More work in the area of target setting is being led by another body, the Science Based Targets Network which has been established to help organizations to overcome this challenge and set credible targets for nature. Their work is similar to that undertaken by the Science Based Targets initiative, which enables organizations to set science-based emissions reduction targets for climate action.

The increased complexity of nature-related measurements also has implications for future global uptake and alignment. There is currently considerable focus on consolidation and standardization of the range of global sustainability-related guidance and standards for reporting and disclosure and TNFD is likely to benefit from this. TNFD state that, “The beta framework is also designed for future alignment with the global baseline for sustainability standards under development by the ISSB”.


WHAT has changed since the last iteration of the framework?

To help overcome the complexities described above, and accelerate progress to finalize the framework, the TNFD is seeking to test as it goes, releasing each version fairly quickly, getting feedback and then releasing the updated version.

You can see this process at work when looking at the latest release. The core components have not been changed between versions v0.1, v0.2 and v0.3 Beta. The third iteration incorporates updates to the approach to disclosure to include dependencies and impacts on nature alongside risks and opportunities to the organisation, and usability updates to the LEAP approach, amongst others. The new draft also proposes new disclosure recommendations on supply chain traceability, the quality of their stakeholders, and whether a company's climate and nature targets are aligned. 

Alongside the Framework, TNFD have also published discussion papers on scenario analysis and societal dimensions of nature-related risk management and disclosure. 

Like the TCFD, the TNFD has also focused its attention initially on a cross-sector approach to metrics. The taskforce will develop additional sector-specific metrics as part of specific guidance in future releases.



Nature-related developments will evolve at pace over the next year. New biodiversity targets are expected to be set at COP15 in December 2022 with the agreement of the post-2020 Global Biodiversity Framework. Governments will then give thought to how these can be implemented at a national level, including the role of the private sector. In advance of the COP, more than 1,000 businesses are calling on governments to adopt policies now to reverse nature loss in this decade, including a call for mandatory requirements for large and transnational businesses and financial institutions to assess and disclose their impacts and dependencies on biodiversity, by 2030.3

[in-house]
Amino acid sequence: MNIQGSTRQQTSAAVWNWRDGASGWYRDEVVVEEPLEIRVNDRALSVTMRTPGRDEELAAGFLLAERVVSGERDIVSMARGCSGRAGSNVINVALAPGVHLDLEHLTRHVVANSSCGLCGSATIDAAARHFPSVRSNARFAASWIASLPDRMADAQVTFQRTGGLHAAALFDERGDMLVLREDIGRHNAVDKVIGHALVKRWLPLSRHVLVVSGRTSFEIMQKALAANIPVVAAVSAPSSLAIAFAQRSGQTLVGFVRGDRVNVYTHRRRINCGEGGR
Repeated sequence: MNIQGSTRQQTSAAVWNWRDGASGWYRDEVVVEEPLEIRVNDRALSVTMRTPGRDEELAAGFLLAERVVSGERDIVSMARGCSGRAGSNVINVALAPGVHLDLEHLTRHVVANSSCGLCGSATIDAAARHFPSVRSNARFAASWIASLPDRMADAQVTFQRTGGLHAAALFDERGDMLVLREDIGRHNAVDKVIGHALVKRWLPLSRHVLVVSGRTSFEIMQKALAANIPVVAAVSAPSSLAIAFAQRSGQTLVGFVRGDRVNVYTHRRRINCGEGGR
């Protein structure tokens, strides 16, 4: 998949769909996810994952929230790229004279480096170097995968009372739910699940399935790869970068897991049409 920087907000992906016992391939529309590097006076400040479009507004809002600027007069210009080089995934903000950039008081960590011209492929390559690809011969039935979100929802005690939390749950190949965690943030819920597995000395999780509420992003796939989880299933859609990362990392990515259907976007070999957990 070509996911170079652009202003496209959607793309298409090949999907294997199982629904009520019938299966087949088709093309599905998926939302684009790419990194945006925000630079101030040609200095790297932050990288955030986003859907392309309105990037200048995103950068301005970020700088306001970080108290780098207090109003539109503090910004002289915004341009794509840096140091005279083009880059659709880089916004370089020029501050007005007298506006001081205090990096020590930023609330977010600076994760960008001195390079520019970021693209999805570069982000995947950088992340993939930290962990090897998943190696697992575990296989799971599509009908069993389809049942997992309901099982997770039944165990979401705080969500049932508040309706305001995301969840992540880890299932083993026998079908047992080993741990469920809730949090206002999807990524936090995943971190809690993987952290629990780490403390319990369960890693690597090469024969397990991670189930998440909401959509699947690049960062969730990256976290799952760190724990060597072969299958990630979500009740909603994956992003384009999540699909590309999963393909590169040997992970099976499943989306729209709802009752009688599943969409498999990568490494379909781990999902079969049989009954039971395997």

The TNFD will release subsequent iterations of its current framework, with one more version of the protype framework in March 2023, expected to include additional modifications to the disclosure recommendations, approach to metrics, and draft guidance on scenarios, priority sectors and biomes. It will also build on relevant aspects of COP15 outcomes. The final version will then be released in September 2023. With the framework evolving, active participation in the development of new standards is strongly recommended and organizations are encouraged to take part in pilot testing the framework.

A4S will continue to keep the finance and accounting community informed of developments on the measurement of natural capital and nature-related risks and opportunities – contact us at info@a4s.org to discuss opportunities to get involved in the debate. You can find our latest Natural Capital Webinar here, our most recent Natural Capital-focused case study here and more Natural Capital guidance here. Additional guidance, top tips and case studies will be released in the coming months.


You can find out more about the TNFD here.

Stay up to date via the A4S Newsletter, communications and events.

"The rapid degradation of nature should be a clear concern for businesses and the wider economy, with the action from the private sector currently falling far behind what is needed to halt and reverse nature loss by 2050. A4S welcomes the market-driven work of the TNFD as part of the solution. By developing a globally recognized disclosure framework, which builds on the success of the TCFD, the TNFD are providing the methodology for organizations to respond to their nature-related risks and opportunities, closing an important gap identified by the recent A4S Finance Leaders’ Barometer."

Jessica Fries, Executive Chair, A4S